I definitely like the sentiment. And I'm a feminist, though I wouldn't define feminism quite as Sars does.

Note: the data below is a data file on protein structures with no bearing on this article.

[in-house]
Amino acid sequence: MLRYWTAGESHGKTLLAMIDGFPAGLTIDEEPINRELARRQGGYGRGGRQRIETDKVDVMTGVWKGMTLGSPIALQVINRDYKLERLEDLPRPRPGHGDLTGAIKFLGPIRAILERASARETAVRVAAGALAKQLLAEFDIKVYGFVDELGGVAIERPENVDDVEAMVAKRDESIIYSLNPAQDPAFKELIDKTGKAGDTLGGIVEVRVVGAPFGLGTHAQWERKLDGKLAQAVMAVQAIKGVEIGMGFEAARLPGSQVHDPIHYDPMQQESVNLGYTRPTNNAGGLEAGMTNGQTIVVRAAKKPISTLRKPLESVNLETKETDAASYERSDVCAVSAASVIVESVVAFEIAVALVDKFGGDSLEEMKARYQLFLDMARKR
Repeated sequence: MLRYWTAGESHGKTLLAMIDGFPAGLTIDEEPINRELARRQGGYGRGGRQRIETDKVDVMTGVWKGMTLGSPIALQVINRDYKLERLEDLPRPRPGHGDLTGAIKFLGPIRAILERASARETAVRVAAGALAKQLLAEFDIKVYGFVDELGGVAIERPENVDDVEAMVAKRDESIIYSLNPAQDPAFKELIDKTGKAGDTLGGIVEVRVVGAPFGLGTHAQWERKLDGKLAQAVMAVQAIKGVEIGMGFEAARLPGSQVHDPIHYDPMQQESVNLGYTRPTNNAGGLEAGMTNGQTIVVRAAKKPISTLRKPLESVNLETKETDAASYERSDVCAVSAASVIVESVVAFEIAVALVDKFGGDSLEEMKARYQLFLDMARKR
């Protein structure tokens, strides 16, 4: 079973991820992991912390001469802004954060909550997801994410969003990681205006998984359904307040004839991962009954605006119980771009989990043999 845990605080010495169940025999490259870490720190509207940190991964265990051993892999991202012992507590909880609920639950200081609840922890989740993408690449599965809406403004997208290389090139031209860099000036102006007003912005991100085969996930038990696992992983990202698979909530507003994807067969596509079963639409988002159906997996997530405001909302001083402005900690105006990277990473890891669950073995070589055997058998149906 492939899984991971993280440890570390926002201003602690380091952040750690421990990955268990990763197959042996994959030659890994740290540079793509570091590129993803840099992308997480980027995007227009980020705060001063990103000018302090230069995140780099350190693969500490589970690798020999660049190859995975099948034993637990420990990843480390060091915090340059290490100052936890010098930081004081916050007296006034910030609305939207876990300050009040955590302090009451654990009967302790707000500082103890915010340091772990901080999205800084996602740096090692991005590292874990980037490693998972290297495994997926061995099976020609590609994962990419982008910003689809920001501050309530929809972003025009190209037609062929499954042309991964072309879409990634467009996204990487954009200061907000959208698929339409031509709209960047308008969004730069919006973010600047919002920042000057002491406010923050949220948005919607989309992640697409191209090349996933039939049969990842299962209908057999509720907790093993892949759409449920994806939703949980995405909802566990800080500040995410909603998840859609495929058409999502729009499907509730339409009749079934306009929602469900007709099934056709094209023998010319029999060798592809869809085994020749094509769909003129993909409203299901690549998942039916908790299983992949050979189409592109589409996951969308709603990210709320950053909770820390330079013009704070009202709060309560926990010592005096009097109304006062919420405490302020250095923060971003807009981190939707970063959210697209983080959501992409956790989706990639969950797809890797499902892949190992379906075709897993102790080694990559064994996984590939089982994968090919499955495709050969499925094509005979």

However, I gotta nitpick about one thing. Talk about "equality of the sexes" often assumes, often unconsciously, that men are the standard and women's status must become the same as men's. This can be a problem. Setting aside the issue of gender (so what really consitutes "masculinity" and "femininity," anyway?) and taking U.S. white stereotypes at face value, and assuming we're using the stereotype of the U.S. white male (if there is such a creature) as the paradigm, there are quite a number of aspects of "masculinity" that I, at least, sure don't want to see enshrined as "normal" and to be something to which women should aspire. If you say, in response, "I mean LEGAL equality, not that women should become like (the mythical stereotypical US white) men," then you have to contend with the fact that our legal system (and the social system built up around it - take employment laws, as one significant example) has enshrined many of the (IMO) negative, we-really-don't-want-to-emulate-and-elevate-this kinda values within it. Do we really want this? Or are we looking for something more subtle, something requiring more transformation, perhaps?